Monday, May 8, 2017

Who Lynched Willie Earle? Preaching to Confront Racism

Who Lynched Willie Earle?
Preaching to Confront Racism
Will Willimon
Copyright © 2017 Abingdon Press
ISBN: 978-1-5018-3251-2

As a licensed non-denominational minister, I really wanted to read this text. And I was not disappointed. I read it once straight through. Then I re-read it, making sure I fully understood the writer's intent and purpose.

Willie Earle was a black man, who in 1947 sat locked in a jail cell in Pickens, South Carolina. He had been accused of knifing a Greenville cab driver.

A mob of righteous, Christian, white men confronted the jailer, who literally turned the keys over to them. Willie Earle was dragged from his cell. He was beaten so badly that he was not recognizable. He was dragged behind a car. And he was hung. The mob choose to be the judge, jury and prosecutor all rolled into one.

Willie Earle was dead. His family so torn apart and mad with grief and rage, yet, feeling that they could not express themselves in the southern, white-ruled town, kept silent.

In steps a minister. So emotionally charged by the lynching, and the fact that so-called Christian men could do such a thing to any man, no matter the color, decided he had to do something. He tried a town meeting. Which got him nowhere.

Two weeks after the event, and many hours spent in prayer for the right words to use, and how to deliver them, Hawley Lynn delivered a sermon to his congregation that is as needed today as it was back in 1947. It has become such a sermon that ministers still study it today.  But as most will recognize, it is the kind of sermon that is rarely delivered.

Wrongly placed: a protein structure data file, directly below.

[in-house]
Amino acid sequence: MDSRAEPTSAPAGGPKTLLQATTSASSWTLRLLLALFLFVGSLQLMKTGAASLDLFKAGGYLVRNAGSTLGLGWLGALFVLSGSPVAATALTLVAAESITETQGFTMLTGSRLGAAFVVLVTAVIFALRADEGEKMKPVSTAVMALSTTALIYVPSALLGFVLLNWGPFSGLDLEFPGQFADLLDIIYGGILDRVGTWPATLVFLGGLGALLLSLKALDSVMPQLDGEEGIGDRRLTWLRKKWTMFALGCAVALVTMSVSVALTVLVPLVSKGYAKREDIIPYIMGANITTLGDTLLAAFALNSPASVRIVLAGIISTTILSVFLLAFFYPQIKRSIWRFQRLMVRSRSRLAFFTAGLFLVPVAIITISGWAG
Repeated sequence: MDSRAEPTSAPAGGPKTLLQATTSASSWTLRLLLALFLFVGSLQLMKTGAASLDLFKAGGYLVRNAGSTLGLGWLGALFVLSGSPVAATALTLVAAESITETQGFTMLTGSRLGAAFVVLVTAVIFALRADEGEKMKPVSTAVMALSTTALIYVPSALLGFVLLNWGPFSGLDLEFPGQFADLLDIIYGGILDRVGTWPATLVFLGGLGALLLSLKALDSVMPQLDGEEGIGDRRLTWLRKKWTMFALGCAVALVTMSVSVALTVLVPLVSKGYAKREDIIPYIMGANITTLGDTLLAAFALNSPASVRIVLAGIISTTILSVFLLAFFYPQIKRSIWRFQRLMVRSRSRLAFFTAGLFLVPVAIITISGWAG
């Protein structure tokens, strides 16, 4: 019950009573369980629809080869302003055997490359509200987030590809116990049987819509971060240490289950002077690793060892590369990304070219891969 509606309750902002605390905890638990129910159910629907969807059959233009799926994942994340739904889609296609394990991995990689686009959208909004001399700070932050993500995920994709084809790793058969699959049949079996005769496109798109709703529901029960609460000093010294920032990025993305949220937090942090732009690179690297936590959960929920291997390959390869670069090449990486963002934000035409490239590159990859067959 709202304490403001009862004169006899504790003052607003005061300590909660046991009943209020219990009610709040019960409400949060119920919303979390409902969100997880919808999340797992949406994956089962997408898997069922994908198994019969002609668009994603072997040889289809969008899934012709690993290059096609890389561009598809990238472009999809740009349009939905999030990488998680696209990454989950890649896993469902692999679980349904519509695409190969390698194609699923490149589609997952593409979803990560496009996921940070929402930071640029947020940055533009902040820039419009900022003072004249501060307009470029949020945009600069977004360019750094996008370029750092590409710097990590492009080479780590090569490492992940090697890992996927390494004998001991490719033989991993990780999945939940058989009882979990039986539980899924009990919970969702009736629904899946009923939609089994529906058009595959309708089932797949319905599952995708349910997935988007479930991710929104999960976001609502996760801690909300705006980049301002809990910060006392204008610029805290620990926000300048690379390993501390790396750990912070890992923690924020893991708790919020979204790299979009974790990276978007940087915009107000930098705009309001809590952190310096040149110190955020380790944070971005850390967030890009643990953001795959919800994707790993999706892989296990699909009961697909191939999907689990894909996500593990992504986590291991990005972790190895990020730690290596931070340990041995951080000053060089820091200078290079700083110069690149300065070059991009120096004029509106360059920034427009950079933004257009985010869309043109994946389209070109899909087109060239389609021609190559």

Was it Christ-like (the word Christian literally means "Christ-like") to lynch Willie Earle? And although racism is deeply rooted in the south, is it not nearly as prevalent in the north as it is the south? If you answer no, you would be wrong. It is there. Lurking behind the eyes of the man who states "I have black friends!", and is insistent he is not racist. It is there behind the eyes of the woman who tells her daughter "It's okay to have black friends, but you're not going to date one". It is there in the individual who says "Black Americans are lazy", or "They get all the free government hand outs, why don't they just get a job!" Or, "They are all gangsters". I know you can come up with more.

So, are all white Americans guilty of racism? I can't answer that. But Hawley pointed out the need for Christians to be "Christ-like". He pointed out that God has no color preference. In His eyes, we are all simply people.

Bishop Willimon brings out the point that we have now graduated into calling black individuals "African-Americans" just to be politically correct. As an example, I come from English, French, Irish and Scot ancestry. So would I be called an "Anglo-American"? Or some variety of "English-French-Irish-Scot-American"? Of course not. We don't ever hear someone say something like that. Why do we not simply say an American? Or a person? Or a man? Or a woman? Instead of qualifying that they are in some way black?

I give this book five stars, (I would give it 10 if I could!)

I give a BIG thumbs up,

and I HIGHLY recommend it for reading and study.

You can find this book on here. It is available in paperback for $11.96 or in Kindle version for $9.99, plus shipping and handling for the paperback.

****DISCLAIMER: This book was provided by Amazon Vine in exchange for a fair and impartial review. All opinions above are solely those of this blogs author and may not represent other reviewers opinions.

No comments:

Post a Comment